My Favorite...

by Bill Barrett

The Journal, Vol. 40 Issue 3, p. 12

It's the surprises we remember, those unexpected revelations that catch our imagination. For me, the best moments are those that teach me something new, a new perspective that hadn't occurred to me before. I've found those insights in marvelous books like Annie Dillard's Pilgrim at Tinker Creek, and in some quite unexpected places.

I will never forget the first time I saw a prehistoric cave painting. The cave itself was in the Dordogne region of southern France, at the foot of a cliff dominated by a castle that had been a key position in the Hundred Years' War. I was able to visit the cave (which was not on any tourist maps) when a friend gained access for a painting class he was teaching. We entered the mouth of the cave, and the few markings on the walls were downright disappointing. My specific memories of that afternoon are somewhat vague, but I recall the central event precisely. Going around a corner, my flashlight suddenly came on the figure of a horse jumping out of the wall towards me. The three dimensionality of the rock wall became part of the image, painted in hues of red and yellow that were brilliant after thousands of years. The horse's head and upper torso seemed to leap out of the rock that formed them, with an energy that startled me even though I knew exactly what I was looking at.

Imagine someone in that cave with only fire to light the walls. Someone was here who could see the shapes of that stone, half hidden in flickering flames, and recognize the animal energy already there. Someone who was probably more concerned with daily survival still was driven to paint the horse that seemed to be emerging. The need to create, to make a visual statement so powerful that has not lost its force many centuries later (and which came to my mind immediately when asked about "my favorite" visual idea) -- I know no better paradigm for inspiration. We don't know why our ancestors painted inside caves. We don't know how this fit into their ritual life or their communal memory. One thing we do know: among those ancient people lived some whose visual genius will challenge us for a long time to come.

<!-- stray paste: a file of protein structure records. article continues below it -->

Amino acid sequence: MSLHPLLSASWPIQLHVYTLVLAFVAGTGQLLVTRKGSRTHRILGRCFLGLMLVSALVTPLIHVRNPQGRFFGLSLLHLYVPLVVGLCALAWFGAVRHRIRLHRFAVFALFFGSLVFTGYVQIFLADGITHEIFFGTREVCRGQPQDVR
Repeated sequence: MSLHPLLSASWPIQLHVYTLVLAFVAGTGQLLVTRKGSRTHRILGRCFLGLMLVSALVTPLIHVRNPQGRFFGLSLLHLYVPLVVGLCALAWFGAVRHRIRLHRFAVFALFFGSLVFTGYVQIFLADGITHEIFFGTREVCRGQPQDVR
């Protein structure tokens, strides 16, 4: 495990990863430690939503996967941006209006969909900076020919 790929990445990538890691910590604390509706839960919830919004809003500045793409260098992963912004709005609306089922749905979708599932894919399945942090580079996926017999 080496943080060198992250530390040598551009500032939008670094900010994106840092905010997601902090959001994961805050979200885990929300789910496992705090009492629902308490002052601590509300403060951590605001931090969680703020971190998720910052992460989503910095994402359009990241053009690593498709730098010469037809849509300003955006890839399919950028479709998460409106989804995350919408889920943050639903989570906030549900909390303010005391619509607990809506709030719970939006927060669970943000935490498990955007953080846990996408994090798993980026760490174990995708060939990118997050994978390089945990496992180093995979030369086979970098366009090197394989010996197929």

(You can see images of recently discovered paintings in caves at Combe d'Arc (Ardèche) at the French Ministry of Culture's Internet site.)

Copyright © 1996 by Bill Barrett and the Webster University Journal